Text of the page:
One former and one current Springfield Police officer were arraigned on federal indictments, charging them with excessive force on Wednesday.
A federal grand jury indicted Greg Bigda and Steven Vigneault for excessive force stemming from a 2016 arrest of two Hispanic teenagers.
Federal charges came down Wednesday, more than two years after Bigda and Vigneault were alleged to have injured two teenagers during an arrest.
Both Vigneault and Bigda were charged with unreasonable force involving a dangerous weapon, resulting in bodily injury. Vigneault resigned from the force in 2016. Bigda, still a Springfield officer, was suspended without pay after the Wednesday’s charges.
Bigda is alleged to have kicked a teen in the head, spit in their face and said, “welcome to the white man’s world,” during the arrest. He is also accused of making threats against both teens during an interrogation without parents present.
One Springfield resident who did not want to be seen said the cops should have been charged sooner.
“That’s just completely racist,” said Luis of Springfield. “I feel as though it should have been done years ago when it first happened. For a police officer to use excessive force on someone is completely out of hand.”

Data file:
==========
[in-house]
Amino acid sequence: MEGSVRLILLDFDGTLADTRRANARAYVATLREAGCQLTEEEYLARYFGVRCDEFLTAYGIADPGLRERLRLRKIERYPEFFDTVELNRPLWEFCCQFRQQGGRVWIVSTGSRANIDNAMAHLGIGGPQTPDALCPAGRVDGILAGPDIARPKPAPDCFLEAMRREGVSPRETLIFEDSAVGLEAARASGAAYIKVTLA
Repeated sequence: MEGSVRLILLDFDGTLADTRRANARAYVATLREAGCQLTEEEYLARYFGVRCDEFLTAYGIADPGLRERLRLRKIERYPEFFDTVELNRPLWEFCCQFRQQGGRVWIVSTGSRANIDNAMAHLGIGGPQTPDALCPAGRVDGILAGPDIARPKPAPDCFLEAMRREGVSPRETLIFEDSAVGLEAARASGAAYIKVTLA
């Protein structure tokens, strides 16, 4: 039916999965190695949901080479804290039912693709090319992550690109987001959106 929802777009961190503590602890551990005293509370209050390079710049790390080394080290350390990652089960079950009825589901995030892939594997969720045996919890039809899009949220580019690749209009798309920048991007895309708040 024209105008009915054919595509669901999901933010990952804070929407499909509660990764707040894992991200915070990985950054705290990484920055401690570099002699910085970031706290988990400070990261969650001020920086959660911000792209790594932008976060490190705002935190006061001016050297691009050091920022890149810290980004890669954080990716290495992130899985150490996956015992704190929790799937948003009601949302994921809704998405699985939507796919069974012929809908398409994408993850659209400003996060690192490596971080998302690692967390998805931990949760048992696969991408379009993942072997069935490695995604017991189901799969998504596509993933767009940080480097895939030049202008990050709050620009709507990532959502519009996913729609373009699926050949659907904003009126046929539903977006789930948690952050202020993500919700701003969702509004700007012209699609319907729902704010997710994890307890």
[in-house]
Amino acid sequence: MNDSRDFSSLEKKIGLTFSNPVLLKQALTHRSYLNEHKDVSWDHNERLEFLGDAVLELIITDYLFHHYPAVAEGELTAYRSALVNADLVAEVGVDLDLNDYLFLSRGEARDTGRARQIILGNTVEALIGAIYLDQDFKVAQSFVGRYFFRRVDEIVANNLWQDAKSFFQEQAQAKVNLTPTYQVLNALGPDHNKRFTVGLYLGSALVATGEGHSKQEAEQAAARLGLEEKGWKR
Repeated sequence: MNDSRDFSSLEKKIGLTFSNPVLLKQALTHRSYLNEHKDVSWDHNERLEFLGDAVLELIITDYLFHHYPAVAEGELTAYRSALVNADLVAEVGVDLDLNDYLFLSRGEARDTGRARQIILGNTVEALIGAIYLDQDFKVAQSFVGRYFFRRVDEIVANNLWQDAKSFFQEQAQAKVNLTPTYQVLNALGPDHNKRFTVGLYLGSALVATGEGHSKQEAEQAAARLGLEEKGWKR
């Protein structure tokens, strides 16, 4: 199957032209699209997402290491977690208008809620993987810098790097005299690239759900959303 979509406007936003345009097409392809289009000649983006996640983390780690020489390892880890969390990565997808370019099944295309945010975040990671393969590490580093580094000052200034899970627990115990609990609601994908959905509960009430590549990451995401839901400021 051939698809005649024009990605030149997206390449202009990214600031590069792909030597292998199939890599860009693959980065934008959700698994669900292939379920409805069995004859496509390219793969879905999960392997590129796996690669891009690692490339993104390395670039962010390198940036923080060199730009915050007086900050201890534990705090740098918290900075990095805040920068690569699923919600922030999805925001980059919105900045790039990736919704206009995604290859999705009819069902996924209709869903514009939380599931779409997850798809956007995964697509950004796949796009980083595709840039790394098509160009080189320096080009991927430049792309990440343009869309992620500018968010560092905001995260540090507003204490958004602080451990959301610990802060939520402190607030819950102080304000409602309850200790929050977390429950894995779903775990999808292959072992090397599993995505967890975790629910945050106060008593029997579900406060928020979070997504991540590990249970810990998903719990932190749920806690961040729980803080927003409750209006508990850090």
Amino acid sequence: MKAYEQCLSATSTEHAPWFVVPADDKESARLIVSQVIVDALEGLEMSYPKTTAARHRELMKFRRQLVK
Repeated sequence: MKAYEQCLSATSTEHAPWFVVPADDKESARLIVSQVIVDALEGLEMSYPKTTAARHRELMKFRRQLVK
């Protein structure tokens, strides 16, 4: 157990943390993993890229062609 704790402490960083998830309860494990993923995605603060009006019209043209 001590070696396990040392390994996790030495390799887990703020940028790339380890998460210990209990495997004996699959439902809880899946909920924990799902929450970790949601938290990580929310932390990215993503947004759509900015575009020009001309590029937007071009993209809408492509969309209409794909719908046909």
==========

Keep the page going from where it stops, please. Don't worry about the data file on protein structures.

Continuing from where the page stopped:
Springfield City Council President Orlando Ramos called on the city’s police commissioner to fire Bigda.
Greater Springfield NAACP president Talbert Swan said he hopes the indictments will lead to a path of accountability for officers.
Swan sent 22News a statement that reads in part:
“Far too often, police who abuse their authority and terrorize Black and brown people, are protected by the law enforcement community and never held to account.”
Vigneault faces up to one year in prison and a fine of up to $100,000. Bigda, however, is facing several other charges. He is alleged to have falsified police reports, and not reading the teens their Miranda Rights. He could face up to twenty years in prison and a fine of up to $250,000.
Vigneault’s attorney said his client is innocent until proven guilty.
“I just spoke with him, he was very resolute, very upbeat, and I can’t say it better – I did nothing wrong,” said Dan Kelly, interim attorney for Vigneault. “So that’s his position and he looks forward to his day in court.”
The arrest stemmed from the teens allegedly stealing an unmarked police cruiser, and leading officers on a chase into Palmer, where their questioning was captured on surveillance video.
Vigneault’s attorney said it could be a year before this case actually goes to trial.
The Springfield Police Department will have no further comment during the criminal proceedings.